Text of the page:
In his Synchronicity paper, Jung noted that on April 1, 1949, a Friday, "we had fish for lunch" and someone mentioned the custom of "making an 'April fish' of someone." That morning, he had made a note of an inscription reading "Est homo totus medius piscis ab imo." That afternoon, a former patient, who he hadn't seen in months, showed him "extremely impressive" pictures of fish that she had painted since he'd last seen her. In the evening, "I was shown a piece of embroidery with fish-like sea monsters on it" and the following morning another patient, who he hadn't seen for years, told of a dream in which she stood on the shore of a lake and saw a large fish that swam straight toward her and landed at her feet."
True, one might argue that, because he is seeking associations, he is noticing associations that occur routinely but tend to go unnoticed by most people who have learned, correctly, to relegate such pairings to "background noise." But it is relevant from our viewpoint that at the time "I was engaged in the study of the fish symbol in history." The focus on fish patterns influenced his reality construction, is how we would put it.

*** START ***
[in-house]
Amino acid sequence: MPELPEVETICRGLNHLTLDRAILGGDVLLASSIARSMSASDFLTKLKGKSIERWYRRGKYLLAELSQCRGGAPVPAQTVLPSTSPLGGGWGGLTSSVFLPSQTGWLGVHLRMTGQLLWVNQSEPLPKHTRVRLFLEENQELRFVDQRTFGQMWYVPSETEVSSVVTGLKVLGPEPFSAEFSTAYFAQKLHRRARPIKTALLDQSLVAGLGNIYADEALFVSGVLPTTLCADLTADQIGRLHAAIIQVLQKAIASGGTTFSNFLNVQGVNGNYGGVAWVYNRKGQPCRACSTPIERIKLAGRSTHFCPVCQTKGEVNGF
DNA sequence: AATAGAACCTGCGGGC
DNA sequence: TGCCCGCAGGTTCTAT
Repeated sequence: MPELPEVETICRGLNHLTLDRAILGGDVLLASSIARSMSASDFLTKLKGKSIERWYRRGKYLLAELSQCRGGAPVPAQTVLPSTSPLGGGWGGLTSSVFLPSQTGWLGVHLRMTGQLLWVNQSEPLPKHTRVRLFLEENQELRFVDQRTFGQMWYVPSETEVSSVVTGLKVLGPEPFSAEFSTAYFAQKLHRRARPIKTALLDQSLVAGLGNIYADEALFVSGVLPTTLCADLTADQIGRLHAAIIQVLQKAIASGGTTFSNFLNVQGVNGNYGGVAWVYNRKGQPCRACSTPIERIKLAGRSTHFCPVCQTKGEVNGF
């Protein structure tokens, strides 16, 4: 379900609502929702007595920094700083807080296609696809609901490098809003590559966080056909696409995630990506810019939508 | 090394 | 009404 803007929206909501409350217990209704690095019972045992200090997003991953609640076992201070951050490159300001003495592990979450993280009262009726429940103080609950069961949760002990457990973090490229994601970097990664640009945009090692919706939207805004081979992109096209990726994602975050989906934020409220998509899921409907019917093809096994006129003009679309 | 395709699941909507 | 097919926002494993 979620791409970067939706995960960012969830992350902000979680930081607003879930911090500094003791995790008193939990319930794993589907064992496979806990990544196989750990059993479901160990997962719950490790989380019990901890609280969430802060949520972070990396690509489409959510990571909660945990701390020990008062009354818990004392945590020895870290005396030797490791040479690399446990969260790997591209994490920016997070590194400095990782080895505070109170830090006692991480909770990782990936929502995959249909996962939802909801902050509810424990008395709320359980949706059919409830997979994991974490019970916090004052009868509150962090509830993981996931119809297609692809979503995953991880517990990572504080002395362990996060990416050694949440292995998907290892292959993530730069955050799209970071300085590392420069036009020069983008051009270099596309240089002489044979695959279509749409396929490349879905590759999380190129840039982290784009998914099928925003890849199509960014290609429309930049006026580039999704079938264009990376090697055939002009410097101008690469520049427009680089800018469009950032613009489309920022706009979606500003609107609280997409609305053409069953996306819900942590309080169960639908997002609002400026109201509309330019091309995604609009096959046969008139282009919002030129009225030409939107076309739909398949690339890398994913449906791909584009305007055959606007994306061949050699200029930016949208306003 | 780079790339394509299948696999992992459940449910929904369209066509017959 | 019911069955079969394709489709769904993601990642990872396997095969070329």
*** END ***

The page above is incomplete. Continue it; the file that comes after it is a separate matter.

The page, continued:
To drive home that point, we cite this footnote by Jung: "As`a pendant to what I have said above, I should liken to mention that I wrote these lines sitting by the lake. Just as I finished this sentence, I walked over to the sea wall and there lay a dead fish, about a foot long, apparently uninjured..."
Jung credits the astronomer Camille Flammarion with this anecdote40x: "A certain M. Deschamps, when a boy in Orleans, was once given a piece of plum pudding by a M. de Fortgibu. Ten years later he discovered another plum pudding in a Paris restaurant and asked if he could have a piece. It turned out, however, that the plum pudding was already ordered -- by M. de Fortgibu. Many years afterwards M. Deschamps was invited to partake of a plum pudding as a special rarity. While he was eating it he remarked that the only thing lacking was M. de Fortgibu. At that moment the door opened and an old, old man in the late stages of disorientation walked in: M. de Fortgibu, who had got hold of the wrong address and burst in on the party by mistake."